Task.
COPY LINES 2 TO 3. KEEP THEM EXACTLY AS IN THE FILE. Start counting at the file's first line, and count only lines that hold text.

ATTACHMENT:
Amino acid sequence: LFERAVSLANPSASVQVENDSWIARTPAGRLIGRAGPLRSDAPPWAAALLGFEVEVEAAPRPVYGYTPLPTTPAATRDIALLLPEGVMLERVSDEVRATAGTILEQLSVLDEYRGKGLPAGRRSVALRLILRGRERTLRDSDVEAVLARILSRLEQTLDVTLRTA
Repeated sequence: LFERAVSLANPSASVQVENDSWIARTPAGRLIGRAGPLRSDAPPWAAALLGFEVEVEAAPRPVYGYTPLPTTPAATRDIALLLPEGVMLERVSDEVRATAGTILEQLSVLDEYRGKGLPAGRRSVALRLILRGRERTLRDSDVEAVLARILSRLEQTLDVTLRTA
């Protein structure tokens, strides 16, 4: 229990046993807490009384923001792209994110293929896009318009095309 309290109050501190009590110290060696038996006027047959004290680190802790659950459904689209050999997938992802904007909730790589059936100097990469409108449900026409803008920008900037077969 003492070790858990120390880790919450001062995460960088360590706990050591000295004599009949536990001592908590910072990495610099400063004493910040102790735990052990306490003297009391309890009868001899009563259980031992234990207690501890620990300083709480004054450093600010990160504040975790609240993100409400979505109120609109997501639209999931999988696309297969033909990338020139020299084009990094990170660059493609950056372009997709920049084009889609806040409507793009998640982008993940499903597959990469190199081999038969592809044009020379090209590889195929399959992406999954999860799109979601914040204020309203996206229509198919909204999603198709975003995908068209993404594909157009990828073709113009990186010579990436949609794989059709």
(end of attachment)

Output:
Repeated sequence: LFERAVSLANPSASVQVENDSWIARTPAGRLIGRAGPLRSDAPPWAAALLGFEVEVEAAPRPVYGYTPLPTTPAATRDIALLLPEGVMLERVSDEVRATAGTILEQLSVLDEYRGKGLPAGRRSVALRLILRGRERTLRDSDVEAVLARILSRLEQTLDVTLRTA
């Protein structure tokens, strides 16, 4: 229990046993807490009384923001792209994110293929896009318009095309 309290109050501190009590110290060696038996006027047959004290680190802790659950459904689209050999997938992802904007909730790589059936100097990469409108449900026409803008920008900037077969 003492070790858990120390880790919450001062995460960088360590706990050591000295004599009949536990001592908590910072990495610099400063004493910040102790735990052990306490003297009391309890009868001899009563259980031992234990207690501890620990300083709480004054450093600010990160504040975790609240993100409400979505109120609109997501639209999931999988696309297969033909990338020139020299084009990094990170660059493609950056372009997709920049084009889609806040409507793009998640982008993940499903597959990469190199081999038969592809044009020379090209590889195929399959992406999954999860799109979601914040204020309203996206229509198919909204999603198709975003995908068209993404594909157009990828073709113009990186010579990436949609794989059709």